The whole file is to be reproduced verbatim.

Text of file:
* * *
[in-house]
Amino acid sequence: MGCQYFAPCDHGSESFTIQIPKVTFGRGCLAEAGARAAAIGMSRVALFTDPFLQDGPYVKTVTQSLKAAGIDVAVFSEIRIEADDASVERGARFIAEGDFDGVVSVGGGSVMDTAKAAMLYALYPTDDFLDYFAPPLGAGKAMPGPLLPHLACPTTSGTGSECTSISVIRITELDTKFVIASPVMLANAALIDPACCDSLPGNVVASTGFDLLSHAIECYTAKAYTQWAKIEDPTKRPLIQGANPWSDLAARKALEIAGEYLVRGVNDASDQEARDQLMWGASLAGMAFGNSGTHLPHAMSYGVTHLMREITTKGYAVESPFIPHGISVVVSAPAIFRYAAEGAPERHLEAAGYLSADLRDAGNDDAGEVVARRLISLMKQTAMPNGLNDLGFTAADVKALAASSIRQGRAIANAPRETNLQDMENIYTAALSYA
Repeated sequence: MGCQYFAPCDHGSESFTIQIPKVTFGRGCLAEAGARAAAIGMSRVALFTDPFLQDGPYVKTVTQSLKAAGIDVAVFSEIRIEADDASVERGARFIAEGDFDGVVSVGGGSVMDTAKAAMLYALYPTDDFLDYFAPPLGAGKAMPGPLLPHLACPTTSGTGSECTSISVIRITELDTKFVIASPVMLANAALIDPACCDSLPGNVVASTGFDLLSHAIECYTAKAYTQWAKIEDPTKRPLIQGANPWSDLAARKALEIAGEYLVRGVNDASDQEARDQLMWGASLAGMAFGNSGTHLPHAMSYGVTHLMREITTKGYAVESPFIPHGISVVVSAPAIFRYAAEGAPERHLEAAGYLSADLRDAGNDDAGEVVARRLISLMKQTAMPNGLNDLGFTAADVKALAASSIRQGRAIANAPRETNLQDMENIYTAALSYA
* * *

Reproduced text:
[in-house]
Amino acid sequence: MGCQYFAPCDHGSESFTIQIPKVTFGRGCLAEAGARAAAIGMSRVALFTDPFLQDGPYVKTVTQSLKAAGIDVAVFSEIRIEADDASVERGARFIAEGDFDGVVSVGGGSVMDTAKAAMLYALYPTDDFLDYFAPPLGAGKAMPGPLLPHLACPTTSGTGSECTSISVIRITELDTKFVIASPVMLANAALIDPACCDSLPGNVVASTGFDLLSHAIECYTAKAYTQWAKIEDPTKRPLIQGANPWSDLAARKALEIAGEYLVRGVNDASDQEARDQLMWGASLAGMAFGNSGTHLPHAMSYGVTHLMREITTKGYAVESPFIPHGISVVVSAPAIFRYAAEGAPERHLEAAGYLSADLRDAGNDDAGEVVARRLISLMKQTAMPNGLNDLGFTAADVKALAASSIRQGRAIANAPRETNLQDMENIYTAALSYA
Repeated sequence: MGCQYFAPCDHGSESFTIQIPKVTFGRGCLAEAGARAAAIGMSRVALFTDPFLQDGPYVKTVTQSLKAAGIDVAVFSEIRIEADDASVERGARFIAEGDFDGVVSVGGGSVMDTAKAAMLYALYPTDDFLDYFAPPLGAGKAMPGPLLPHLACPTTSGTGSECTSISVIRITELDTKFVIASPVMLANAALIDPACCDSLPGNVVASTGFDLLSHAIECYTAKAYTQWAKIEDPTKRPLIQGANPWSDLAARKALEIAGEYLVRGVNDASDQEARDQLMWGASLAGMAFGNSGTHLPHAMSYGVTHLMREITTKGYAVESPFIPHGISVVVSAPAIFRYAAEGAPERHLEAAGYLSADLRDAGNDDAGEVVARRLISLMKQTAMPNGLNDLGFTAADVKALAASSIRQGRAIANAPRETNLQDMENIYTAALSYA